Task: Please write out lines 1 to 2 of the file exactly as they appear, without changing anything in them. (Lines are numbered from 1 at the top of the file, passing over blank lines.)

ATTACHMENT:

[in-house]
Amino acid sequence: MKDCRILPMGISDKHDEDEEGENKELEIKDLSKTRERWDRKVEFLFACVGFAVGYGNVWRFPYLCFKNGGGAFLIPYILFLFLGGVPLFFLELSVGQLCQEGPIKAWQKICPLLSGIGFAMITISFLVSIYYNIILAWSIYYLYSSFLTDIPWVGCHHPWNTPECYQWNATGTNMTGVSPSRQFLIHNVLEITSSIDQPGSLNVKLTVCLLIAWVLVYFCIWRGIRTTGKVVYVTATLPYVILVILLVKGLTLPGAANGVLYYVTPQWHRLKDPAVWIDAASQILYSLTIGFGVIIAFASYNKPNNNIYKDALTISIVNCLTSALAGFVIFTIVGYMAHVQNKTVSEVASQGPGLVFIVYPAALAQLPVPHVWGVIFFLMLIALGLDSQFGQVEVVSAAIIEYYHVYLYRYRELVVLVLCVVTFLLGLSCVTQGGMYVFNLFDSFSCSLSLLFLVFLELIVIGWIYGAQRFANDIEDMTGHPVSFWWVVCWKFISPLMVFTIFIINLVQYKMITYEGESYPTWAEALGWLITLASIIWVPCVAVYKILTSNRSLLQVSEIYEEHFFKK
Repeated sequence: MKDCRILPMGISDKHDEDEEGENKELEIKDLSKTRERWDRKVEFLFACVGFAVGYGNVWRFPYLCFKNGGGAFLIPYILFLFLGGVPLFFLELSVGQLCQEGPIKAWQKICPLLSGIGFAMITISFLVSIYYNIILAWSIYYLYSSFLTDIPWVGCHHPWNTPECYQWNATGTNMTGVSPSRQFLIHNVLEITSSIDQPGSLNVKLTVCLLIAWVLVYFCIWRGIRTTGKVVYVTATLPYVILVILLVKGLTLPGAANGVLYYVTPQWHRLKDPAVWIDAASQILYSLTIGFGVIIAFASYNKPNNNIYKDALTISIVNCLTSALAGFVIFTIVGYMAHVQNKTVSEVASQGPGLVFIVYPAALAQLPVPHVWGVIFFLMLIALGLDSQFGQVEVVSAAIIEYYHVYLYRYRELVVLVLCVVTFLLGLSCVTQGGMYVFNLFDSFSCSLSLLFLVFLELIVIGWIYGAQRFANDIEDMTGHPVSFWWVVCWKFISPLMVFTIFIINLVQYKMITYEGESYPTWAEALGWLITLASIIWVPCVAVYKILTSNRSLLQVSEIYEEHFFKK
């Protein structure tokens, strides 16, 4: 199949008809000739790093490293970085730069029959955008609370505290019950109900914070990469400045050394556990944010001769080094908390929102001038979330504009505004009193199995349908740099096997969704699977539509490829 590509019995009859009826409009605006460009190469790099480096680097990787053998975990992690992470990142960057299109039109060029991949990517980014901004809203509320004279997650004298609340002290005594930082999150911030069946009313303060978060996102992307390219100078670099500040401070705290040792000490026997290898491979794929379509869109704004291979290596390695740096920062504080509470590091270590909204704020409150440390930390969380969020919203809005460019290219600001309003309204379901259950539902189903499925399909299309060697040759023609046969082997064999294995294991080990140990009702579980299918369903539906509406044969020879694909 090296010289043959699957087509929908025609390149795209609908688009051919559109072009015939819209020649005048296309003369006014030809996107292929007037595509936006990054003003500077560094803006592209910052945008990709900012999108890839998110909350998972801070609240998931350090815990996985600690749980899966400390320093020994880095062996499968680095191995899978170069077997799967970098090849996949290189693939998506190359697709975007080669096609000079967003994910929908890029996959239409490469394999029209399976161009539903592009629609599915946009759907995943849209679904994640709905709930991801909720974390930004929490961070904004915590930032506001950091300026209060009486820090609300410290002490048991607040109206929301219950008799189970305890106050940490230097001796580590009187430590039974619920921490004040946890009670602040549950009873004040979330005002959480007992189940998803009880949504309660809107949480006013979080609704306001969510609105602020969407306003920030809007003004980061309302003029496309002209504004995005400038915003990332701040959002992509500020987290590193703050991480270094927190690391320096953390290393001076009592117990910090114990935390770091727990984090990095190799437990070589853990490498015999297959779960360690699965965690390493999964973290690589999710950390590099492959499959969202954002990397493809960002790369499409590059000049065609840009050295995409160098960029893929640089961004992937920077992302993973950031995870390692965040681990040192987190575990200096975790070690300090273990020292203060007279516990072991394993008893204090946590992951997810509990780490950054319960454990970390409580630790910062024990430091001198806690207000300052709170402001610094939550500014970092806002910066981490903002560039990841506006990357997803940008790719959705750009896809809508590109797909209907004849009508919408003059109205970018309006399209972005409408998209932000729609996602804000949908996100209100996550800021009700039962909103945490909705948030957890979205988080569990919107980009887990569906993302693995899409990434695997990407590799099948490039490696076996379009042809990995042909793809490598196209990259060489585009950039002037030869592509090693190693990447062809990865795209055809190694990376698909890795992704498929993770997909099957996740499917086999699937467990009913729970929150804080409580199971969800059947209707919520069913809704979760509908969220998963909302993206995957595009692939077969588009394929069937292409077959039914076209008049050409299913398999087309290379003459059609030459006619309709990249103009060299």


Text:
[in-house]
Amino acid sequence: MKDCRILPMGISDKHDEDEEGENKELEIKDLSKTRERWDRKVEFLFACVGFAVGYGNVWRFPYLCFKNGGGAFLIPYILFLFLGGVPLFFLELSVGQLCQEGPIKAWQKICPLLSGIGFAMITISFLVSIYYNIILAWSIYYLYSSFLTDIPWVGCHHPWNTPECYQWNATGTNMTGVSPSRQFLIHNVLEITSSIDQPGSLNVKLTVCLLIAWVLVYFCIWRGIRTTGKVVYVTATLPYVILVILLVKGLTLPGAANGVLYYVTPQWHRLKDPAVWIDAASQILYSLTIGFGVIIAFASYNKPNNNIYKDALTISIVNCLTSALAGFVIFTIVGYMAHVQNKTVSEVASQGPGLVFIVYPAALAQLPVPHVWGVIFFLMLIALGLDSQFGQVEVVSAAIIEYYHVYLYRYRELVVLVLCVVTFLLGLSCVTQGGMYVFNLFDSFSCSLSLLFLVFLELIVIGWIYGAQRFANDIEDMTGHPVSFWWVVCWKFISPLMVFTIFIINLVQYKMITYEGESYPTWAEALGWLITLASIIWVPCVAVYKILTSNRSLLQVSEIYEEHFFKK